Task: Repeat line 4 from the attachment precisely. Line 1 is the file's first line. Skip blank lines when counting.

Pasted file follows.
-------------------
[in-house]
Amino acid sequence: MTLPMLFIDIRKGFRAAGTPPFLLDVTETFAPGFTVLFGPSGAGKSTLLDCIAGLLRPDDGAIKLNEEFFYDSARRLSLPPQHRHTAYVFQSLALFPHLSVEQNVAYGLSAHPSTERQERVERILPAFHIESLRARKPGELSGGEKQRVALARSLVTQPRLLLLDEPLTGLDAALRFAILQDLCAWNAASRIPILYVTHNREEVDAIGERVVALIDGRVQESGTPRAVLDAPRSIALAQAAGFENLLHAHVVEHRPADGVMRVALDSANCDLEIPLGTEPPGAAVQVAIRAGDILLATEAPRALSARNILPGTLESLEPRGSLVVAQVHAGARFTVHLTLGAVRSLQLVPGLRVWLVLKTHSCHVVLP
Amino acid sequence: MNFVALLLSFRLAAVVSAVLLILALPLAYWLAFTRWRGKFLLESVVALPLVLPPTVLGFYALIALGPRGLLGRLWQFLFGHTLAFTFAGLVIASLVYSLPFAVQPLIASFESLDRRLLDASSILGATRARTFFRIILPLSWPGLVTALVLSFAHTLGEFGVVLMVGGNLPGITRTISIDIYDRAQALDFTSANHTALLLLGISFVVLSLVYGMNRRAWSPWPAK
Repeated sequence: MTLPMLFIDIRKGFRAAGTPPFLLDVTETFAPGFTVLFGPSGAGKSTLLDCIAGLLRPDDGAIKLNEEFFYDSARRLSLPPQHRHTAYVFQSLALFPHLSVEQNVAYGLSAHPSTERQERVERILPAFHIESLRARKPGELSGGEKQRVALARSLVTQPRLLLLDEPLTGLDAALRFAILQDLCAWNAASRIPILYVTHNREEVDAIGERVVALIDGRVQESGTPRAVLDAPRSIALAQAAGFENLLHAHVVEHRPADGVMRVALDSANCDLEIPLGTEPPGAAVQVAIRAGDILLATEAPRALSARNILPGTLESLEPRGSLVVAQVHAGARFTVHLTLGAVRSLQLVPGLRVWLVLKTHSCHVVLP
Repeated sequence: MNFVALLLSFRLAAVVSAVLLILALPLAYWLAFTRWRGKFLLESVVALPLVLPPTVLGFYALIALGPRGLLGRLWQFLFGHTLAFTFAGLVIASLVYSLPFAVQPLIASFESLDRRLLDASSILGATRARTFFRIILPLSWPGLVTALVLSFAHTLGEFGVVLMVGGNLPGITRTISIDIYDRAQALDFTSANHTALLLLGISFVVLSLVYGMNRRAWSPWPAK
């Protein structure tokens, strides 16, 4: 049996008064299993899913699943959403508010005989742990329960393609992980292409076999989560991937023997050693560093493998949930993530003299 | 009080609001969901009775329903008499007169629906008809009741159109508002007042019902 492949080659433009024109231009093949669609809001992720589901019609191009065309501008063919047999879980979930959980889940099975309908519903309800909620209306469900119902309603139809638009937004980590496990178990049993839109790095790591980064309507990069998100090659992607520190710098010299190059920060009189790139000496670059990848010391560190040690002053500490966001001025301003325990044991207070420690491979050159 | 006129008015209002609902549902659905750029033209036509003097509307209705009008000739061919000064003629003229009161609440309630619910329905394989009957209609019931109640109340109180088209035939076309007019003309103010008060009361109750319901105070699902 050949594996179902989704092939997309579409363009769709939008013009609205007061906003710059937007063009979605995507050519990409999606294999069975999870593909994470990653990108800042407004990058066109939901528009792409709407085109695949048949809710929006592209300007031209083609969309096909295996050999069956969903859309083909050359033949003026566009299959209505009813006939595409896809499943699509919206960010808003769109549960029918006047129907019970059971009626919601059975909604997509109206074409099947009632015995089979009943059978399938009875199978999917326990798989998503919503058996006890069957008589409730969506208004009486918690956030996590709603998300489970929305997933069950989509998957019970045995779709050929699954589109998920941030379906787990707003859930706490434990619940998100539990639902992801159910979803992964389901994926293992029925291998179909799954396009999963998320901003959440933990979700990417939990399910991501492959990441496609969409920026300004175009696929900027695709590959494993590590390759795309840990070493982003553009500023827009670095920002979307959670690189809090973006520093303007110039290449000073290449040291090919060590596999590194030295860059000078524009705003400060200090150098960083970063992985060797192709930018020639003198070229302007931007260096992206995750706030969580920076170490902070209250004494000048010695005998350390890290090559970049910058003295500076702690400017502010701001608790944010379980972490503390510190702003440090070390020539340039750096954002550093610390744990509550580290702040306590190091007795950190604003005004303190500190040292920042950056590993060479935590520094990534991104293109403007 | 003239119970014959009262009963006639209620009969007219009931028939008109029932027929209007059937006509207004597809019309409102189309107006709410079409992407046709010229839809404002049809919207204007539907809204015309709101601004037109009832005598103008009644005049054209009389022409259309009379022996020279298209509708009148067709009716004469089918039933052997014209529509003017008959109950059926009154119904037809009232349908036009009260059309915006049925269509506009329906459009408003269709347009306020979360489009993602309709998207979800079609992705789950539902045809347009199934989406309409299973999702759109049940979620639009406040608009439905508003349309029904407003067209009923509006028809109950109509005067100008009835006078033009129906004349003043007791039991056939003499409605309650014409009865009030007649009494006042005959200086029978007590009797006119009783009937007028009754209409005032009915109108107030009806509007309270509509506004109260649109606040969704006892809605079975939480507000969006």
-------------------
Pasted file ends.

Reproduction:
Repeated sequence: MTLPMLFIDIRKGFRAAGTPPFLLDVTETFAPGFTVLFGPSGAGKSTLLDCIAGLLRPDDGAIKLNEEFFYDSARRLSLPPQHRHTAYVFQSLALFPHLSVEQNVAYGLSAHPSTERQERVERILPAFHIESLRARKPGELSGGEKQRVALARSLVTQPRLLLLDEPLTGLDAALRFAILQDLCAWNAASRIPILYVTHNREEVDAIGERVVALIDGRVQESGTPRAVLDAPRSIALAQAAGFENLLHAHVVEHRPADGVMRVALDSANCDLEIPLGTEPPGAAVQVAIRAGDILLATEAPRALSARNILPGTLESLEPRGSLVVAQVHAGARFTVHLTLGAVRSLQLVPGLRVWLVLKTHSCHVVLP